Thursday, April 20, 2017

His heart: Our miracle


Another year, another heart appointment, and this time around, a very relieved Mama.

Last year we received some pretty great news--that wonky mitral valve that we thought would have to be replaced by his fifth birthday had actually grown with him, meaning that surgery would definitely be delayed. I was so relieved that we wouldn't be spending the summer in the hospital for both Cora's birth and Evie's heart because I knew it was more than I could bare.

Somehow a whole year has passed by again and Everett was back in the Heart Center, kicking back on the table asking the echo tech to "use da wahm (warm) swime because I weawy don't wike da cold stuff" and cracking all of us up with stories about his favorite hobbies (playing on the ipad and eating treats) and his favorite sport (t-ball, because there are really good snacks). He talked his way through the whole exam and impressed the resident with his vast Superhero knowledge. It's rare that I get one on one time with five-year-old Evie, and it proved incredibly entertaining.

I didn't think it was possible, but this year's appointment actually topped last years--that wonky mitral valve of his has not only grown once again, but it is also no longer regurgitating (leaking) non-oxygenated blood in with the oxygenated. Our cardiologist said that from the echo his mitral valve looks absolutely perfect. I was stunned. Mouth on the ground, tears in my eyes kind of stunned. This was a valve that the top Stanford surgeon said would need to be fixed as soon as he was big enough to survive the surgery, this was a valve that just two years ago was regurgitating so badly that the left-side of his heart was enlarging sending our Columbia cardiologist into a measured concern, this was a valve that has caused me so many fits of anxiety it's hard to even count.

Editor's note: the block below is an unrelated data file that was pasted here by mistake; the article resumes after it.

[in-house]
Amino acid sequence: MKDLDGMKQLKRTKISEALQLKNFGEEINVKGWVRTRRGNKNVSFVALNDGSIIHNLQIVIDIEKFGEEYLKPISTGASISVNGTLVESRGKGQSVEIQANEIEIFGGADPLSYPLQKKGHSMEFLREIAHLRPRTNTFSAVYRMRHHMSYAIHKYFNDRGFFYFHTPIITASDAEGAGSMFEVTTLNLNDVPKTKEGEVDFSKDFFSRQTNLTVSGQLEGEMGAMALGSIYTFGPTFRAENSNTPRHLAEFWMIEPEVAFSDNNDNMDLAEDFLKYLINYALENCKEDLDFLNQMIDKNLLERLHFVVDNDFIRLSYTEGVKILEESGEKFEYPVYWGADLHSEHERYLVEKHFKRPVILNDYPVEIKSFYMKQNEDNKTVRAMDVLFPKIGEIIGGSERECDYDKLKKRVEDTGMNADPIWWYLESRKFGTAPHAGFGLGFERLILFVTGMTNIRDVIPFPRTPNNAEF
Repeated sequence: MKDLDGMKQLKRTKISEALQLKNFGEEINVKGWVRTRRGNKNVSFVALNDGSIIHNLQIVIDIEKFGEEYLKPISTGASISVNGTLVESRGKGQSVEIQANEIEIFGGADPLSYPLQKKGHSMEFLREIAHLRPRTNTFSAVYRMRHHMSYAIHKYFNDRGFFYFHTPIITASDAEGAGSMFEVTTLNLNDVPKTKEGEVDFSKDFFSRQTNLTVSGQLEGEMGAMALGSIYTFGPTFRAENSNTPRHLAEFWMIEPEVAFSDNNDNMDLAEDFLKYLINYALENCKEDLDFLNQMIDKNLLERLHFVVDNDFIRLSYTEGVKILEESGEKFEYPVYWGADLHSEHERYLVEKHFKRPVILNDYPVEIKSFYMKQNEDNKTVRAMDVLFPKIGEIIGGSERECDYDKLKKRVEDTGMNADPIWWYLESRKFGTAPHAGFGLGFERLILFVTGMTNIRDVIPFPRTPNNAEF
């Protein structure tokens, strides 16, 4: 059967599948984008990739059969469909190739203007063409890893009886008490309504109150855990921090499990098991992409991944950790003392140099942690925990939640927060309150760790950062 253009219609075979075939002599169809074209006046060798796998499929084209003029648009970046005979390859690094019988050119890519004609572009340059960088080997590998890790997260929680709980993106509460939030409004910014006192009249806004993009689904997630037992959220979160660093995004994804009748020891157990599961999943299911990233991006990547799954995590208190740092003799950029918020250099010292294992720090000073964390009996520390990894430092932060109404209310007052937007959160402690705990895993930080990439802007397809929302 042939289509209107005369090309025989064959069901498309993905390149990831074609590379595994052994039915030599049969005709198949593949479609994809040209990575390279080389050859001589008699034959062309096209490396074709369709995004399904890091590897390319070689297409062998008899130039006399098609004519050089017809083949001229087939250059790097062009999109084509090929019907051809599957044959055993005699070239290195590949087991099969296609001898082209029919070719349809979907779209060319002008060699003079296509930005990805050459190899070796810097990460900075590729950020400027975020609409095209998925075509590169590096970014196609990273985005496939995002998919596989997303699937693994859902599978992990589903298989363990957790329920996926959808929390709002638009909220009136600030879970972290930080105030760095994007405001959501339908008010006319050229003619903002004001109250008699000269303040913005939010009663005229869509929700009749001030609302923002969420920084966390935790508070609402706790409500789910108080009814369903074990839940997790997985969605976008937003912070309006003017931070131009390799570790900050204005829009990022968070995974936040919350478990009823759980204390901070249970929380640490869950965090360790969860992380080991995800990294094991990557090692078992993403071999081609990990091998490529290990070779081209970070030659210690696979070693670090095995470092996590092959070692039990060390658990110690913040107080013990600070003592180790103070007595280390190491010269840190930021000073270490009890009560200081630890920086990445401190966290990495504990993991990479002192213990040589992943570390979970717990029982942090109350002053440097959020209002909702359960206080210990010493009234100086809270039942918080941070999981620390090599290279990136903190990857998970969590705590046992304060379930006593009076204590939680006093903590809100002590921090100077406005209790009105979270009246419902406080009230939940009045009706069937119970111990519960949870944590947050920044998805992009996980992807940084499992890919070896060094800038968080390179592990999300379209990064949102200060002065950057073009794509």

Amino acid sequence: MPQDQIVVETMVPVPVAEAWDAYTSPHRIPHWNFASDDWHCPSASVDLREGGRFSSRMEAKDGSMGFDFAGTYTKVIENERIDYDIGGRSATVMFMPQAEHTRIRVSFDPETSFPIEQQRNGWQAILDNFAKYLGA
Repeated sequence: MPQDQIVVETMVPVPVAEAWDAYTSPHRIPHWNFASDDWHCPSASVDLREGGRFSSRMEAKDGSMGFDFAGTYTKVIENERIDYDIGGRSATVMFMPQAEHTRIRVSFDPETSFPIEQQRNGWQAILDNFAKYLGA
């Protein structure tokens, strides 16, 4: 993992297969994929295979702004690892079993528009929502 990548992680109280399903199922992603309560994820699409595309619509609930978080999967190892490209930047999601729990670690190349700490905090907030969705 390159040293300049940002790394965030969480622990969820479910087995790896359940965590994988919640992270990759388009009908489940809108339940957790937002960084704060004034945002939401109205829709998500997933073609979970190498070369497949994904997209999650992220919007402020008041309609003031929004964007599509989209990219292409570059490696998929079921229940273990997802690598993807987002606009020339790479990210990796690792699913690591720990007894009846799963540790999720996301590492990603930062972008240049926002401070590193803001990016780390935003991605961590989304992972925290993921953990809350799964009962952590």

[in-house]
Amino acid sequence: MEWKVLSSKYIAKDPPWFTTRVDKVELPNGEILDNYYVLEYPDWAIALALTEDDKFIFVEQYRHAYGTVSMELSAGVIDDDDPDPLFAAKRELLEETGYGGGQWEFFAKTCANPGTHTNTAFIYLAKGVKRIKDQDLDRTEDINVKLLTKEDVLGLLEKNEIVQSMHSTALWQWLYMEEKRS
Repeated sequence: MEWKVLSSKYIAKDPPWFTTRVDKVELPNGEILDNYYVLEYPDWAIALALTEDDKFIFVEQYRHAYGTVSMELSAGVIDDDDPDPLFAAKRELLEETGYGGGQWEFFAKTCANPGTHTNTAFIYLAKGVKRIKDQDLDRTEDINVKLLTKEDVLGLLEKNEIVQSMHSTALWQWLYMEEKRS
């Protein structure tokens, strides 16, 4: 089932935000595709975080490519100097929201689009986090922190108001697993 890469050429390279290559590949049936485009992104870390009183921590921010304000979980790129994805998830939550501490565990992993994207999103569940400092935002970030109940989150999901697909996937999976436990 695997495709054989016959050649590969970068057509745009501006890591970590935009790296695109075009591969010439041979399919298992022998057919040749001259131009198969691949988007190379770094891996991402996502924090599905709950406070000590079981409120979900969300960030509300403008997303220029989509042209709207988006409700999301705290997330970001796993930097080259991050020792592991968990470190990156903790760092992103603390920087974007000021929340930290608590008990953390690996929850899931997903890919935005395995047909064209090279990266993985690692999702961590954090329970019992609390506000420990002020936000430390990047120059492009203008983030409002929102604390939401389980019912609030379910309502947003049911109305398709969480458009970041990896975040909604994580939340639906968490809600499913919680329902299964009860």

"So, does this happen? You know, a broken mitral valve just fixing itself like this?" I asked.

"Well, usually no. But it looks like his has!" the doctor told me with an easy smile.

He gave me the most likely medical explanation for everything looking so great, but also didn't hesitate to mention the incredible way that God created our hearts. I know that God loves Everett and I've known it from the very first moment I laid eyes on him. The way that faith and science have worked together to heal him has left me speechless many times, and this one was no different.

After Everett's first surgery when we found out that it was good enough to save his life in the moment, but not good enough to keep him alive in the long run, I was crushed and wanted to shield all of our friends and family from this devastating news that another surgery was in the works. After all, these people were celebrating Everett's miraculous survival and life--and I could bare the crushing pain alone. It was a brother at church that I barely knew who helped me understand that our people not only wanted to cheer with us over victories but mourn with us over tragedies. He loved us and so did others, and they wanted to experience all of our emotions by our side, even when they were ugly and uncomfortable. His words gave and have continually given me the courage to be authentic in the way I tell our family's story.

After Everett's appointment a few days ago, I had a similar albeit slightly different experience. This time it was good news I had received, but I once again felt the desire to hold back, worried that today's happiness would only lead to heartache later were his heart to take a turn for the worse. After all, we're all expecting another surgery someday, why replace that expectation with hope that could potentially be crushed? Now I'm realizing that that good brother's words are as applicable for me now as they were nearly six years ago. Our people have been there to mourn with us in the past and will be there to mourn with us in the future if we need it, but today I'm excited for them (read: YOU!) to cheer with us over this beautiful victory in Everett's heart journey.

His heart looks great! It's beautiful and it's working and it's an absolute miracle. The doctor said if things keep heading in this direction, he doubts that Everett will need surgery before he turns 20. At that point, his chances of a mitral valve replacement will go up about 4% each year, but who knows where the medical world will be at that point and what will be available for our little heart hero.

The unknowns of the future and the potential of pain still bring great anxiety to my soul, but for today I'm choosing gratitude, I'm choosing hope and I'm choosing love--for Ever, for his doctors and for a Heavenly Father who is watching over us all.

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